Water Source Protection Goals and Background Information
The City of Dawson Creek has undertaken several water management and planning initiatives over the years, including research through implementation of its Watershed Stewardship Program in 2009. This new project – the Upper Kiskatinaw Drinking Water Quality Risk Assessment, planned for the next year, is intended to serve as an update to the Source Water Protection Plan and to be consistent with and supportive of the bylaws, plans, policies, and initiatives related to Water Management at the City. Relevant reports are listed below and on the City’s online Watershed Reports:
- Kiskatinaw River Integrated Water Management Plan (1991)
- Kiskatinaw River Watershed Management Plan (2003)
- Assessment of the City of Dawson Creek’s Drinking Water Supply (Kiskatinaw River):
Source Water Characteristics (2003)
- Kiskatinaw River Watershed Source Protection Plan (2007)
- Cumulative Effects Assessment and Case Study Assessment (2011)
- Watershed Stewardship Program Annual Report (2012)
- Going Forward in Watershed Stewardship in the Upper Kiskatinaw River: A Summary of Implementation Progress (Jan 2012)
and all related background reports and studies, such as
- City of Dawson Creek Water Strategy (2009) and SureWater Campaign (2013)
- Archival reports on water quality assessments and operational testing
Water Protection Challenges
Water stewardship for the City of Dawson Creek has had its challenges over the years given the variable flows and quality conditions in the Kiskatinaw River.
As part of an effort to better manage resource development, the City has been involved in various planning and research efforts over the past twenty years. In preparing its Watershed Management and Source Water Protection Plans, (SWPP) various water supply and quality management issues have been identified and tracked. The current water quality risk assessment developed for the 2007 SWPP is presented in a table extracted from that report (Water Quality Assessment 2007).
The source water quality in the Kiskatinaw River is naturally poor due to high turbidity and suspended sediment load. It is not unusual for turbidity to exceed 2,000 NTU- at times during the period from April through September. The recommended turbidity level for raw water used for drinking water supply is 1 NTU. Other issues related to water quality include pathogens, agricultural and other industrial chemicals. Of particular note are risks posed by gas/oil well-drilling (transport, storage, and land-disposal) operations that have greatly expanded and situated directly within, or proximate to the Kiskatinaw River or tributaries. The range of development and oil and gas waste materials represent a potential hazard to drinking water during major weather events (e.g. 2011 flood or during other peak flow periods) or from operational failure. Similar concerns have been expressed as part of the current Oil and Gas Activities in North-East BC: Human Health Risk Assessment, and the forthcoming phase II results will be identifying key regional risks for domestic drinking water supplies and any management/policy implications. It is hoped that interim results of this work can be used to guide assessment of water quality risks in the Upper Kiskatinaw River watershed.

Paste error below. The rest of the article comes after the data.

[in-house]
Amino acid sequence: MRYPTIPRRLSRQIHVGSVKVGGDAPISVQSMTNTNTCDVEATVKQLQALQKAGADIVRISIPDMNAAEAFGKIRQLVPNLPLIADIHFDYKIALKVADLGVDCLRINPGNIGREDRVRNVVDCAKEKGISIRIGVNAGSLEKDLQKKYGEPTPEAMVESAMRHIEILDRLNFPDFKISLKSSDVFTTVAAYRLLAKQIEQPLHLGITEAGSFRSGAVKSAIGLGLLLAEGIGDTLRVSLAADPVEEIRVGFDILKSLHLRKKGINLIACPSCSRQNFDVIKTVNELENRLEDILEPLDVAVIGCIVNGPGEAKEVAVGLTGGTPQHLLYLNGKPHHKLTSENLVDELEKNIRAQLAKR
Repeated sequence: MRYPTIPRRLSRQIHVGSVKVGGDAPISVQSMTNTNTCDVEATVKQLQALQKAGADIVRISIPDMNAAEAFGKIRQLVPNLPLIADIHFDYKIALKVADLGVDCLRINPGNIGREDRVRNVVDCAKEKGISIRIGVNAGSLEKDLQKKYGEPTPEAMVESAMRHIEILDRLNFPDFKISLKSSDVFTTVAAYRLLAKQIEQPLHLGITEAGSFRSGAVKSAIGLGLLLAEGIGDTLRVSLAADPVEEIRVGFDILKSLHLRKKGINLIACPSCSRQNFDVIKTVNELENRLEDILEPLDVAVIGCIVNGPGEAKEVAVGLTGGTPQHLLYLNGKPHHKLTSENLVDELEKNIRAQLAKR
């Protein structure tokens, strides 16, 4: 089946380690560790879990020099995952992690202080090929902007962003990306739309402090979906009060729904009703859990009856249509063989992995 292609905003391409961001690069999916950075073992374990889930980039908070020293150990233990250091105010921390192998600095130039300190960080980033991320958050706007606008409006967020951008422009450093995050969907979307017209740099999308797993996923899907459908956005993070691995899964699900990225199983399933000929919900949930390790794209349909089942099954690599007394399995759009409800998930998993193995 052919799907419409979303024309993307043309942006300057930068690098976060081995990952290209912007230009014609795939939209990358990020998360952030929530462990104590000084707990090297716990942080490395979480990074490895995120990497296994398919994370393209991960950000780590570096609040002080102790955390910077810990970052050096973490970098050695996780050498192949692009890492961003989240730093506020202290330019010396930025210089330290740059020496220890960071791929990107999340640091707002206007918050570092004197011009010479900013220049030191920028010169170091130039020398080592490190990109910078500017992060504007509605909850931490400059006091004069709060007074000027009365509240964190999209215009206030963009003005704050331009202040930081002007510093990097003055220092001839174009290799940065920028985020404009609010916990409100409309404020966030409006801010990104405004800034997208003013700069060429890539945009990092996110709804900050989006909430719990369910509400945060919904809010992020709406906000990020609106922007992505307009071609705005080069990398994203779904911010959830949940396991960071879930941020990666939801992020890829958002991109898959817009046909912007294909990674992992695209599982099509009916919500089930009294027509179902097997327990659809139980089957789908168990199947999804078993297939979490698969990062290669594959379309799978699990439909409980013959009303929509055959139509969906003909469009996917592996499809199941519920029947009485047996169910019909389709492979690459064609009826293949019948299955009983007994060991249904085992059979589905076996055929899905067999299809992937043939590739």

To help manage present and future risks on drinking water quality, the City maintains an ongoing water quality assessment for both sediment and water quality for a wide range of detectable chemical constituents both at its intake and upstream. Watershed and raw-water intake sampling have not shown elevated levels of chemical constituents exceeding maximum allowable levels according to Canadian Drinking Water Standards. In instances where such levels may exceed Maximum Allowable Limits, the City is required to advise provincial regulatory authorities who are responsible for detecting possible contaminant sources and ensuring remediation.
In addition to water quality management, the City is also concerned about water quantity. Low flows during the summer and in the late winter represent additional concerns due to potential for increased contaminant concentrations should any form of upstream spill concern. Lower level, non-point source contaminants representing a possible cumulative water quality impact is possible, particularly given the extent of upstream industrial operation, unknown contaminant pathways, and the fact that sampling for such possible contaminants is only performed on a periodic basis.
The Kiskatinaw River is the only water supply source for the City of Dawson Creek. To date, there has been no other feasible source of surface water or groundwater in the vicinity identified that the City can access. Alternative supply options are being considered as a component of the City’s current SureWater Campaign. The City’s Domestic Water Supply Area is not yet designated as a Community Watershed, due its large size and limitations under the Forest and Range Protection Act, which has been a matter of interest to the City for some time. There continues to be interest in pursuing discussions with MoE on this matter, to have at least the Upper Kiskatinaw designated. For example, this could include listing it as a “designated watershed” by the Minister of Environment (MoE) under the Environmental Management and Protection Regulation, Sec 35 of the Oil Gas Activities Act.